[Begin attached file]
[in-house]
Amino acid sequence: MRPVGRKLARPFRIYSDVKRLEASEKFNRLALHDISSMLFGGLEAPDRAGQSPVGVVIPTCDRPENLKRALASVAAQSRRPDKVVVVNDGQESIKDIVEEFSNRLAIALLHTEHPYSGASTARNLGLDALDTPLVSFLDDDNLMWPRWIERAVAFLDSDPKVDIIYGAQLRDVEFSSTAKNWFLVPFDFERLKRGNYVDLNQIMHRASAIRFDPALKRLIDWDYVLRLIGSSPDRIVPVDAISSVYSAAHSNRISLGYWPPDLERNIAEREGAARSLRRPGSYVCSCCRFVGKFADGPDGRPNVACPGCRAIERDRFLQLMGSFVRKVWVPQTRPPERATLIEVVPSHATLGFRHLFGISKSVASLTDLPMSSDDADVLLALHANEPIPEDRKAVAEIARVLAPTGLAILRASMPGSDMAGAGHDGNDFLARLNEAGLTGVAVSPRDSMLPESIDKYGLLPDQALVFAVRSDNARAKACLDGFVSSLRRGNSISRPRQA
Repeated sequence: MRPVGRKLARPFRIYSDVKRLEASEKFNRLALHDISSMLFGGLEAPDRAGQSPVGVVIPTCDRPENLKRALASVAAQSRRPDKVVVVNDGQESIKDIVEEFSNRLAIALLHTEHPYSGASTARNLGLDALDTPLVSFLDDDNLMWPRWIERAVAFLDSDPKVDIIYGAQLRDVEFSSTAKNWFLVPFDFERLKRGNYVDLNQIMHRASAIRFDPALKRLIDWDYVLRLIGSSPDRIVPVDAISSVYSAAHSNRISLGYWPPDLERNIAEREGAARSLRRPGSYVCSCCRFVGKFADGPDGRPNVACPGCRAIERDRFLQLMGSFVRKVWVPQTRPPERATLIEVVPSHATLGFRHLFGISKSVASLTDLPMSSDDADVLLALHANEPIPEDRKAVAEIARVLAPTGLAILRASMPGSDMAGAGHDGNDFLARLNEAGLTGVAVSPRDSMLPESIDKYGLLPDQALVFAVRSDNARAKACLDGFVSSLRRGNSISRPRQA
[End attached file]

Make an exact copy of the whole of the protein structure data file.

[in-house]
Amino acid sequence: MRPVGRKLARPFRIYSDVKRLEASEKFNRLALHDISSMLFGGLEAPDRAGQSPVGVVIPTCDRPENLKRALASVAAQSRRPDKVVVVNDGQESIKDIVEEFSNRLAIALLHTEHPYSGASTARNLGLDALDTPLVSFLDDDNLMWPRWIERAVAFLDSDPKVDIIYGAQLRDVEFSSTAKNWFLVPFDFERLKRGNYVDLNQIMHRASAIRFDPALKRLIDWDYVLRLIGSSPDRIVPVDAISSVYSAAHSNRISLGYWPPDLERNIAEREGAARSLRRPGSYVCSCCRFVGKFADGPDGRPNVACPGCRAIERDRFLQLMGSFVRKVWVPQTRPPERATLIEVVPSHATLGFRHLFGISKSVASLTDLPMSSDDADVLLALHANEPIPEDRKAVAEIARVLAPTGLAILRASMPGSDMAGAGHDGNDFLARLNEAGLTGVAVSPRDSMLPESIDKYGLLPDQALVFAVRSDNARAKACLDGFVSSLRRGNSISRPRQA
Repeated sequence: MRPVGRKLARPFRIYSDVKRLEASEKFNRLALHDISSMLFGGLEAPDRAGQSPVGVVIPTCDRPENLKRALASVAAQSRRPDKVVVVNDGQESIKDIVEEFSNRLAIALLHTEHPYSGASTARNLGLDALDTPLVSFLDDDNLMWPRWIERAVAFLDSDPKVDIIYGAQLRDVEFSSTAKNWFLVPFDFERLKRGNYVDLNQIMHRASAIRFDPALKRLIDWDYVLRLIGSSPDRIVPVDAISSVYSAAHSNRISLGYWPPDLERNIAEREGAARSLRRPGSYVCSCCRFVGKFADGPDGRPNVACPGCRAIERDRFLQLMGSFVRKVWVPQTRPPERATLIEVVPSHATLGFRHLFGISKSVASLTDLPMSSDDADVLLALHANEPIPEDRKAVAEIARVLAPTGLAILRASMPGSDMAGAGHDGNDFLARLNEAGLTGVAVSPRDSMLPESIDKYGLLPDQALVFAVRSDNARAKACLDGFVSSLRRGNSISRPRQA